Now for the perennials. If you are starting with a blank page, this is a great chance to think about colourways. How about a hot citrus blend of lime green, orange and yellow? Or a cool combination of mauve, pink and blue? More daring is purple, black and rusty red, or how about pure white on its own? Of course, you could be very patriotic and choose red, white and blue, though personally, I never think that this palette works.
Perennials that will pack a punch in their first year include: physotegia (the Obedient Plant, though it can be a bit invasive); phlox (they don’t take up much room but provide strong colour for weeks on end); the perennial wallflower Bowles Mauve; most Sedums (the ‘Ice Plant’) and perennial geraniums; perennials asters (good towards the end of the growing season); and most veronicas (‘Speedwell’).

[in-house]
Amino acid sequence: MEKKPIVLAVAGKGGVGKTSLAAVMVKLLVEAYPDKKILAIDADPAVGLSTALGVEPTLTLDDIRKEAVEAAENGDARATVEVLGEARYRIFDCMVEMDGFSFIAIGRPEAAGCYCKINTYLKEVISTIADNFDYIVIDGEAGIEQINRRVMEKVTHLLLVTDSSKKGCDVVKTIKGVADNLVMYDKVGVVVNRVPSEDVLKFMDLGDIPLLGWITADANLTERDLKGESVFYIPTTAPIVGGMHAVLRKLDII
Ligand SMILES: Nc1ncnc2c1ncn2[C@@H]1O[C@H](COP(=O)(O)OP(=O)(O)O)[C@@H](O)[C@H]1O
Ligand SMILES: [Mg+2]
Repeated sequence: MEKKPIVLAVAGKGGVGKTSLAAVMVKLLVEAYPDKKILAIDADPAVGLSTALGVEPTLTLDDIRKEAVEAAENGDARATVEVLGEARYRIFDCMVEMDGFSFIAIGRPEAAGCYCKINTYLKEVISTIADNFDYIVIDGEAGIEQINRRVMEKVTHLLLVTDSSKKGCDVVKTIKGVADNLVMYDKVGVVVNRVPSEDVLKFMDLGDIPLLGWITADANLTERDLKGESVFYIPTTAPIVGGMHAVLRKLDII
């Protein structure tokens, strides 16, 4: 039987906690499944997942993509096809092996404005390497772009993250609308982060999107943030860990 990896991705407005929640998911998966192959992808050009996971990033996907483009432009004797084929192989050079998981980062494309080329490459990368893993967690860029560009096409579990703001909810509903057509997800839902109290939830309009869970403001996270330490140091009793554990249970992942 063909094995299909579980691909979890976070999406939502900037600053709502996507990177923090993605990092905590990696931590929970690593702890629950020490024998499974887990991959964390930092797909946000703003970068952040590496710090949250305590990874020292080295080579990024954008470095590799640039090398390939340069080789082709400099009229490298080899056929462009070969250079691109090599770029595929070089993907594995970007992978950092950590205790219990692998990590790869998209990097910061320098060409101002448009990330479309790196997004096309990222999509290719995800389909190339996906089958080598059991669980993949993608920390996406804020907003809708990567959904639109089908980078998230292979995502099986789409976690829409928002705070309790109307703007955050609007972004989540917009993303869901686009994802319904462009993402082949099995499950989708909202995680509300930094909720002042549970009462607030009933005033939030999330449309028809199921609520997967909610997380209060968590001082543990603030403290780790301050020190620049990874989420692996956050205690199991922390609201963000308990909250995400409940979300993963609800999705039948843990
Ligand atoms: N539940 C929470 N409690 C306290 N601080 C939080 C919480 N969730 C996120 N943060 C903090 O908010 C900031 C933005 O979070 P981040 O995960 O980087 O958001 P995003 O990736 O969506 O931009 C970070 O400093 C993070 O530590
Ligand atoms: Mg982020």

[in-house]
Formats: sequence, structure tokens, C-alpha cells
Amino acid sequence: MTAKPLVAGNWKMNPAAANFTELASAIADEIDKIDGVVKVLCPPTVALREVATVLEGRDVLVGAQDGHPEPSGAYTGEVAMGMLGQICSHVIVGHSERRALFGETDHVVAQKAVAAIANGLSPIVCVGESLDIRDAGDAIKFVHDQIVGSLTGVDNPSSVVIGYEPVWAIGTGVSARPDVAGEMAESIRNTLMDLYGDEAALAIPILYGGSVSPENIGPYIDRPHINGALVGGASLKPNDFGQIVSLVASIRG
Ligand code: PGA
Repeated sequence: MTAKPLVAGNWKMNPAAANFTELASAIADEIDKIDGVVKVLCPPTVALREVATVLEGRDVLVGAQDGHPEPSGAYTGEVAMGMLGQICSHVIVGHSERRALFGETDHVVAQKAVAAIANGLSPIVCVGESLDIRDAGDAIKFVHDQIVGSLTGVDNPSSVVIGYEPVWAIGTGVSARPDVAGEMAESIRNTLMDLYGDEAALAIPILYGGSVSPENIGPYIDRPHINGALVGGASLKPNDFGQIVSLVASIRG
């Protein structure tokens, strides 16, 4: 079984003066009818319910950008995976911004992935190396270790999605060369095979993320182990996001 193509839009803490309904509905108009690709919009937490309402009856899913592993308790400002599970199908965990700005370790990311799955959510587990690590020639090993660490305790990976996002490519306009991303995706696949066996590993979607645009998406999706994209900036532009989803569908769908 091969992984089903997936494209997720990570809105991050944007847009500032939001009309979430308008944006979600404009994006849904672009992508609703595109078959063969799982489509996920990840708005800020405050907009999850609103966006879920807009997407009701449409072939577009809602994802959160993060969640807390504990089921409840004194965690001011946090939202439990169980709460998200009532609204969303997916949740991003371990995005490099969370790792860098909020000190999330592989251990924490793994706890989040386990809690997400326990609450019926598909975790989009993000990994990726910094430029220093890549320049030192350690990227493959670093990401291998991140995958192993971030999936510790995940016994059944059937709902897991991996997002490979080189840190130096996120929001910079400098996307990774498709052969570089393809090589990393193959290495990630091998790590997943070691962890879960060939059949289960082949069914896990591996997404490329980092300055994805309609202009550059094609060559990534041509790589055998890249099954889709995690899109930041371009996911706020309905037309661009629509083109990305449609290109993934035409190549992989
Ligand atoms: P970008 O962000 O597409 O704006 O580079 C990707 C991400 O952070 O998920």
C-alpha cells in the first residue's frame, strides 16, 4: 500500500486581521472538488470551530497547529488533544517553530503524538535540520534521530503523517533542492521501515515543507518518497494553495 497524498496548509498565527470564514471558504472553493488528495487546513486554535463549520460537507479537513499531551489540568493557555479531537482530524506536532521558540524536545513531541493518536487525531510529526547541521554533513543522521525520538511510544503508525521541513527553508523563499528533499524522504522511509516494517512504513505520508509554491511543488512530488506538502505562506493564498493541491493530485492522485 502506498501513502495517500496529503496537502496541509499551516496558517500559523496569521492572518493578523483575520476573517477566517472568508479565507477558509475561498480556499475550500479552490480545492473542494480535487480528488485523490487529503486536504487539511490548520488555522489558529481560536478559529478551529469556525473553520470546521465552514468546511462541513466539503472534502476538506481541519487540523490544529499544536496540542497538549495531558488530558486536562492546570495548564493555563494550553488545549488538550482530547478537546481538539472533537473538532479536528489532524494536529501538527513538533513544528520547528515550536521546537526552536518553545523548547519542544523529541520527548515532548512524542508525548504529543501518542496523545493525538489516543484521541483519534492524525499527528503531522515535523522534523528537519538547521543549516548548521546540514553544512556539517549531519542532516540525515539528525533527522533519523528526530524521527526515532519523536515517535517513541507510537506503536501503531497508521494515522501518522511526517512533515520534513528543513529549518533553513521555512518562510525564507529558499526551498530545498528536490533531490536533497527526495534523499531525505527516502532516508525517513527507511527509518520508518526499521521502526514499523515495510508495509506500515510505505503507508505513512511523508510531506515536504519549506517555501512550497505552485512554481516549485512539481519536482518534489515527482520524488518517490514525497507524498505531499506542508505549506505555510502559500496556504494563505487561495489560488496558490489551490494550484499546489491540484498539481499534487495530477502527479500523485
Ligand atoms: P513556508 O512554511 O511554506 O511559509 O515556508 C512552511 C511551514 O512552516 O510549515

For some instant height, clematis is hard to beat because it will provide flowers for years to come. Personal favourites include: Josephine (double-flowers ranging from pink to lavender); Princess Diana (dark pink tulip shaped blooms); Polish Spirit (healthy purple repeating flowers); and just about any clematis viticella is hard to beat.
The shrubs and perennials will take a year or more to settle in and spread, so I recommend using some annuals to fill in the gaps. Hardy annuals are comparatively inexpensive and better still, can in many cases be sown straight into the ground. That said, I often bring them on first in plant plug modules, so that they at least stand a fighting chance against the slugs and other bugs (it also means I can be growing them while I’m still sorting out the soil.)